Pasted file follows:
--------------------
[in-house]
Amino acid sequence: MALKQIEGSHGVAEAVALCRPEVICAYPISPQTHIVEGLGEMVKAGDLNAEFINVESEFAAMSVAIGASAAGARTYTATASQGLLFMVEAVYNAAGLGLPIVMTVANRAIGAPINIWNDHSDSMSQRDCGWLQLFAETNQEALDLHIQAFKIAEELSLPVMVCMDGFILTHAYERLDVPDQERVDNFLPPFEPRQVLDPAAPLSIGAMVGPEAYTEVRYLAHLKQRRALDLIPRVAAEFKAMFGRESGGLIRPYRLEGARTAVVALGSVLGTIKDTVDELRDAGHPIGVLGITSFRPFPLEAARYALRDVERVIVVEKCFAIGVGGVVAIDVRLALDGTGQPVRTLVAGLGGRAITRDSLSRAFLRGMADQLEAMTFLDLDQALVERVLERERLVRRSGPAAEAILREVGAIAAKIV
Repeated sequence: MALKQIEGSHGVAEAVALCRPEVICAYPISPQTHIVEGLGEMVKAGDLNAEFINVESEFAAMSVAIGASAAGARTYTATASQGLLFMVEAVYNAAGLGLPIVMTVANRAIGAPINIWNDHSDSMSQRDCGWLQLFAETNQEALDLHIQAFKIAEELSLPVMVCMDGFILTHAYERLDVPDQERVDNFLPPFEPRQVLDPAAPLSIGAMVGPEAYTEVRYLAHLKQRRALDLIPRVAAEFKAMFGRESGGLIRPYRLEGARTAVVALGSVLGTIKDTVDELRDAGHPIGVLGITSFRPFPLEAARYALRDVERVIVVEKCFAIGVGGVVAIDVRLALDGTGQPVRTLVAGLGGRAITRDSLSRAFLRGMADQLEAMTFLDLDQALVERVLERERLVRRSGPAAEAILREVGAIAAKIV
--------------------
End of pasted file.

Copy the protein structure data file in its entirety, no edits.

[in-house]
Amino acid sequence: MALKQIEGSHGVAEAVALCRPEVICAYPISPQTHIVEGLGEMVKAGDLNAEFINVESEFAAMSVAIGASAAGARTYTATASQGLLFMVEAVYNAAGLGLPIVMTVANRAIGAPINIWNDHSDSMSQRDCGWLQLFAETNQEALDLHIQAFKIAEELSLPVMVCMDGFILTHAYERLDVPDQERVDNFLPPFEPRQVLDPAAPLSIGAMVGPEAYTEVRYLAHLKQRRALDLIPRVAAEFKAMFGRESGGLIRPYRLEGARTAVVALGSVLGTIKDTVDELRDAGHPIGVLGITSFRPFPLEAARYALRDVERVIVVEKCFAIGVGGVVAIDVRLALDGTGQPVRTLVAGLGGRAITRDSLSRAFLRGMADQLEAMTFLDLDQALVERVLERERLVRRSGPAAEAILREVGAIAAKIV
Repeated sequence: MALKQIEGSHGVAEAVALCRPEVICAYPISPQTHIVEGLGEMVKAGDLNAEFINVESEFAAMSVAIGASAAGARTYTATASQGLLFMVEAVYNAAGLGLPIVMTVANRAIGAPINIWNDHSDSMSQRDCGWLQLFAETNQEALDLHIQAFKIAEELSLPVMVCMDGFILTHAYERLDVPDQERVDNFLPPFEPRQVLDPAAPLSIGAMVGPEAYTEVRYLAHLKQRRALDLIPRVAAEFKAMFGRESGGLIRPYRLEGARTAVVALGSVLGTIKDTVDELRDAGHPIGVLGITSFRPFPLEAARYALRDVERVIVVEKCFAIGVGGVVAIDVRLALDGTGQPVRTLVAGLGGRAITRDSLSRAFLRGMADQLEAMTFLDLDQALVERVLERERLVRRSGPAAEAILREVGAIAAKIV